Pittsburgh–Monroeville Airport

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Pittsburgh–Monroeville Airport
Harold W. Brown Memorial Airfield
IATA: noneICAO: noneFAA LID: 4G0
Airport type Public
Owner Estate of Helen M. Brown
Serves Monroeville, Pennsylvania
Elevation AMSL 1,187 ft / 362 m
Coordinates Lua error in Module:Coordinates at line 668: callParserFunction: function "#coordinates" was not found.
Direction Length Surface
ft m
5/23 2,280 695 Asphalt
Statistics (2007)
Aircraft operations 5,709
Based aircraft 17

Pittsburgh–Monroeville Airport[1][2] (FAA LID: 4G0) is a public-use airport located one nautical mile (1.8 km) north of the central business district of Monroeville, in Allegheny County, Pennsylvania, United States. The airport is privately owned by estate of Helen M. Brown[1] and is also known as the Harold W. Brown Memorial Field.[citation needed]

The airport no longer offers aviation fuel for sale, but 2,000 planes land and take off at the airport every year, according to Weible. Pilots pay $3 on the honor system to defray the expenses of mowing the grass and maintaining the runway for an overnight stay.

The airport also hosts a gathering every other year for the Aero Club of Pittsburgh. The airport buildings also serve as the meeting place for Cadet Squad 604 of the Civil Air Patrol.

The airfield was used as a filming location in a pivotal scene in the 1978 horror film Dawn of the Dead.


Harold and Helen Bohinski Brown opened Pittsburgh–Monroeville Airport in 1948. Before it closed in the early 1970s, it was noted for its air shows that attracted hundreds of spectators and for handling the air mail for the Wilmerding Post Office.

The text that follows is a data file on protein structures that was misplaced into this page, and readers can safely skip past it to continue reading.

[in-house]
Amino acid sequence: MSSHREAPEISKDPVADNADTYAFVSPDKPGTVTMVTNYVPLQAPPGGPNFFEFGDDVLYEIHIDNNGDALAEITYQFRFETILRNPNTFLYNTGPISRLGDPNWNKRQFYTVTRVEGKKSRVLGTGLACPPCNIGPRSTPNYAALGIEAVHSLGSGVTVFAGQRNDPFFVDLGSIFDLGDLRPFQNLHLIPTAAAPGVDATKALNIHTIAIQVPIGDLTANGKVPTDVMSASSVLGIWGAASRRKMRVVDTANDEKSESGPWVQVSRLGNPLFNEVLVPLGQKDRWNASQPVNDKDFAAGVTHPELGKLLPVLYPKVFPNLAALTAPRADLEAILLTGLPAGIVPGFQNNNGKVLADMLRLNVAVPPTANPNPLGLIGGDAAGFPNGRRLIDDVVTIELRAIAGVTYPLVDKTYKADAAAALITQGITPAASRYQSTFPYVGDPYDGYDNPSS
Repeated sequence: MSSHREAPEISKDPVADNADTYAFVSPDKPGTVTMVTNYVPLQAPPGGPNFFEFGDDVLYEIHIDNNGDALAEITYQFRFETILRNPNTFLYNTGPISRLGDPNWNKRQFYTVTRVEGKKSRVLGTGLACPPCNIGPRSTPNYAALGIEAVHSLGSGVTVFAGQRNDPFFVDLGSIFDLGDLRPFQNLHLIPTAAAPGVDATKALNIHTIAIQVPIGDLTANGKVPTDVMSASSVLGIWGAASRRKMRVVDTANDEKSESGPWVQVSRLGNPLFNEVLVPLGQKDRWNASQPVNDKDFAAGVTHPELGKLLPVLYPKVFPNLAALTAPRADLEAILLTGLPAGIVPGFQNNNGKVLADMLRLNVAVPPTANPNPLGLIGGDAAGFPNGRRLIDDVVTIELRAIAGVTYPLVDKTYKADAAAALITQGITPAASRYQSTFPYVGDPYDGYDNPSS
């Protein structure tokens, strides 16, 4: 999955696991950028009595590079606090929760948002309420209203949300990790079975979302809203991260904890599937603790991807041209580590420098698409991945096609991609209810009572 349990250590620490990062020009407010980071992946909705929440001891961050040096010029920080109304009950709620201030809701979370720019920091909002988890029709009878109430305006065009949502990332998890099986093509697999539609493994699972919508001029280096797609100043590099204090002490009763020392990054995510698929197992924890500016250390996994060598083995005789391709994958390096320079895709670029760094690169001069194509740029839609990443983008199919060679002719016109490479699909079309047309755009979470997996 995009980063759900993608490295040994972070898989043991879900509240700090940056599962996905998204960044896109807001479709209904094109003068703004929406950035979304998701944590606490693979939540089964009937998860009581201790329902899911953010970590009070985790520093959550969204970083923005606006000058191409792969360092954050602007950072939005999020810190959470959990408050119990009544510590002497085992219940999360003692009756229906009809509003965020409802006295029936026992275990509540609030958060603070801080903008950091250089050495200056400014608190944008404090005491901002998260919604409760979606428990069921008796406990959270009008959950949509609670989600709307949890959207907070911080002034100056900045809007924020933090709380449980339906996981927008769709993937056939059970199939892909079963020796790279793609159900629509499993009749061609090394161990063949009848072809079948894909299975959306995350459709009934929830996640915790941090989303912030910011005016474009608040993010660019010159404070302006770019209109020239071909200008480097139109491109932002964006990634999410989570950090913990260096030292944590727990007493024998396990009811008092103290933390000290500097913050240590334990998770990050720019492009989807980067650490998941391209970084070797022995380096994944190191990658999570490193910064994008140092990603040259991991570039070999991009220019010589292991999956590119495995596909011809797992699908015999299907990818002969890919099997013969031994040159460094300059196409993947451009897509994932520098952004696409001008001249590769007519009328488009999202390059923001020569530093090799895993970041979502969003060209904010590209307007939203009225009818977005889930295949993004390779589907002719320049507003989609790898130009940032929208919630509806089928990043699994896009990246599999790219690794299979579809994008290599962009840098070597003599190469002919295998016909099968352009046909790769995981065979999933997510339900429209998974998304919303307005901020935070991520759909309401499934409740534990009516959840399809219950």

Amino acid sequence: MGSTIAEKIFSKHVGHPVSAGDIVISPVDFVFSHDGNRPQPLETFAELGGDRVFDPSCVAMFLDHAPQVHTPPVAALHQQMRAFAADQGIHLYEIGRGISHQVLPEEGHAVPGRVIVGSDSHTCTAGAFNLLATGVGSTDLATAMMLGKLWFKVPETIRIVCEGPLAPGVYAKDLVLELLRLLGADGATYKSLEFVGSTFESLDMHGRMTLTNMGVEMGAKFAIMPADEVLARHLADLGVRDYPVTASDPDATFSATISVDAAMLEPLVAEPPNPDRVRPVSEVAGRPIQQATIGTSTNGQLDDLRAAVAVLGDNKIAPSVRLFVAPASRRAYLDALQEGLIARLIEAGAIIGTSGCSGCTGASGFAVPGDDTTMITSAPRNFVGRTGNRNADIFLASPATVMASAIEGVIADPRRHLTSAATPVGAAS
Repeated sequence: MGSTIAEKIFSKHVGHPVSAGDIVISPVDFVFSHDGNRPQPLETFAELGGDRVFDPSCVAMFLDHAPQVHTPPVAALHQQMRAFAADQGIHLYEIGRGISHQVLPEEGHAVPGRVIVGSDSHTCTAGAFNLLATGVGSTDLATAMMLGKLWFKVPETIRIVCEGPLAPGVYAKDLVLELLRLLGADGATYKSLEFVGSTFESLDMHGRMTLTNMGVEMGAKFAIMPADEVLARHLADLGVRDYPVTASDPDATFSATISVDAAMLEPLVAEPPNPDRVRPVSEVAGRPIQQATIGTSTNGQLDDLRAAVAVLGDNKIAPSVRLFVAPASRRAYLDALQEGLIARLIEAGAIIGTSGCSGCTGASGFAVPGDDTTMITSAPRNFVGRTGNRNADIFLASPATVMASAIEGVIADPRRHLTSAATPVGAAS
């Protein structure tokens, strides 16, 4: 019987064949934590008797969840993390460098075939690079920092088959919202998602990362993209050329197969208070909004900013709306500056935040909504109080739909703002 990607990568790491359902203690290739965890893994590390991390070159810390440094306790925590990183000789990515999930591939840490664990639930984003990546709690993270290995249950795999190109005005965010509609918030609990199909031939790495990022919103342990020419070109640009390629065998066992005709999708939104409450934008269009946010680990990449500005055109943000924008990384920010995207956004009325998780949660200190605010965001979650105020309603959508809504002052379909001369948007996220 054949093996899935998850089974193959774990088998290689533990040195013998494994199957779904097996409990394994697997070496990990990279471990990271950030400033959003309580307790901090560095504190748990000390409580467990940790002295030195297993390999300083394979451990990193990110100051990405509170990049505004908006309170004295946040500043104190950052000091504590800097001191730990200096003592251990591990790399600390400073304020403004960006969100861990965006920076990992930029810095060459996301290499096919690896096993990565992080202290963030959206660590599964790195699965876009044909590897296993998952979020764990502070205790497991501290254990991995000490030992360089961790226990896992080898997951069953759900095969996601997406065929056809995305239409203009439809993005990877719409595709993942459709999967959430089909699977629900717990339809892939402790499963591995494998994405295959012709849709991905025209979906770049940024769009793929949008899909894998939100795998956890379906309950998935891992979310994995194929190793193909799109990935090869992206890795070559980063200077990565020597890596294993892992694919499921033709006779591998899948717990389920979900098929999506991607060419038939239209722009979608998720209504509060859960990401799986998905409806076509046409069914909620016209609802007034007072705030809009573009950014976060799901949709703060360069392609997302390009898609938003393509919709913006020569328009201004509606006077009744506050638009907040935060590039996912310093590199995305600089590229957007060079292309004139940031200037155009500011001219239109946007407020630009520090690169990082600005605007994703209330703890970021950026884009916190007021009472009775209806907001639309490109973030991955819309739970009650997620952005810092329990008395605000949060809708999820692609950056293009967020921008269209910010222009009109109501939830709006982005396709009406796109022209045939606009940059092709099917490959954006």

Pittsburgh–Monroeville Airport currently houses sixteen privately owned planes in several hangars, down from 74 in 1970, and 112 between 1952 and 1958. Its manager for the past eighteen years,[when?] Raymond J. Weible erected a sign along Logans Ferry Road designating the field as Harold W. Brown Memorial Field.[citation needed] "Mrs. Brown is proud she and her late husband, a pilot himself, worked hard to make it a first-class facility in 1948 for small planes to land, flight instruction, and a place to hangar residents' planes."[citation needed]

The pilot-controlled lighting has a unique frequency of 122.95 and requires three clicks to turn on.[3][citation needed]

Facilities and aircraft

Pittsburgh–Monroeville Airport covers an area of 63 acres (25 ha) at an elevation of 1,187 feet (362 m) above mean sea level. It has one runway designated 5/23 with a 2,280 by 28 ft (695 x 9 m) asphalt surface. For the 12-month period ending June 12, 2007, the airport had 5,709 aircraft operations, an average of 15 per day: 99.8% general aviation and <0.2% military. At that time there were 17 aircraft based at this airport: 94% single-engine and 6% ultralight.[1]


  1. 1.0 1.1 1.2 1.3 FAA Airport Master Record for 4G0 (Form 5010 PDF), effective 2008-07-31.
  2. Pittsburgh–Monroeville Airport at Pennsylvania Department of Transportation.
  3. Allegedly, per airport manager

Further reading

  • Chandler, Marilyn (1988). Hamlet to Highways: A History of Monroeville, Pennsylvania. Self-published. ISBN 0-9622766-9-3.<templatestyles src="Module:Citation/CS1/styles.css"></templatestyles>

External links